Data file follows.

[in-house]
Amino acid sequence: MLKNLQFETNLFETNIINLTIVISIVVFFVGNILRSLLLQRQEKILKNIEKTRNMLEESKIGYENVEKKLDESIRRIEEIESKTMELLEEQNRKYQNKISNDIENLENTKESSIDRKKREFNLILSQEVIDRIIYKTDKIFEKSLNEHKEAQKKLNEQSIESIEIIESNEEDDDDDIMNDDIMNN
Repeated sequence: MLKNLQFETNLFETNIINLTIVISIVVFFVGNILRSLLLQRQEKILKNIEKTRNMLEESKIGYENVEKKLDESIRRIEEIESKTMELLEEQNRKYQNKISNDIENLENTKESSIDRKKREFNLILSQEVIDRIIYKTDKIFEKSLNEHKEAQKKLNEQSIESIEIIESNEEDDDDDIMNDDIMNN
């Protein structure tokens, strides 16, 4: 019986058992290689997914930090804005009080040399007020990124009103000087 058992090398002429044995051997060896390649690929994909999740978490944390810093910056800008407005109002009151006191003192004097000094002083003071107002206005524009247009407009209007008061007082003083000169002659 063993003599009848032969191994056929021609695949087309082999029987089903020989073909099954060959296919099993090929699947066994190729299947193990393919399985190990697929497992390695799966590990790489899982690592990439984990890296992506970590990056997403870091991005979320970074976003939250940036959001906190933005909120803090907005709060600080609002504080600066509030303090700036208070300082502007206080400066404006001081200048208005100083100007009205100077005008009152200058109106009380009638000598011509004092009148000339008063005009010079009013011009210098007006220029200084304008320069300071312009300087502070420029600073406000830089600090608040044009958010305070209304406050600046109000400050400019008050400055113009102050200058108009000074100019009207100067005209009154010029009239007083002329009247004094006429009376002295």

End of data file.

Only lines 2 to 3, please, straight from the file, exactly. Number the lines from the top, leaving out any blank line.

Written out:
Amino acid sequence: MLKNLQFETNLFETNIINLTIVISIVVFFVGNILRSLLLQRQEKILKNIEKTRNMLEESKIGYENVEKKLDESIRRIEEIESKTMELLEEQNRKYQNKISNDIENLENTKESSIDRKKREFNLILSQEVIDRIIYKTDKIFEKSLNEHKEAQKKLNEQSIESIEIIESNEEDDDDDIMNDDIMNN
Repeated sequence: MLKNLQFETNLFETNIINLTIVISIVVFFVGNILRSLLLQRQEKILKNIEKTRNMLEESKIGYENVEKKLDESIRRIEEIESKTMELLEEQNRKYQNKISNDIENLENTKESSIDRKKREFNLILSQEVIDRIIYKTDKIFEKSLNEHKEAQKKLNEQSIESIEIIESNEEDDDDDIMNDDIMNN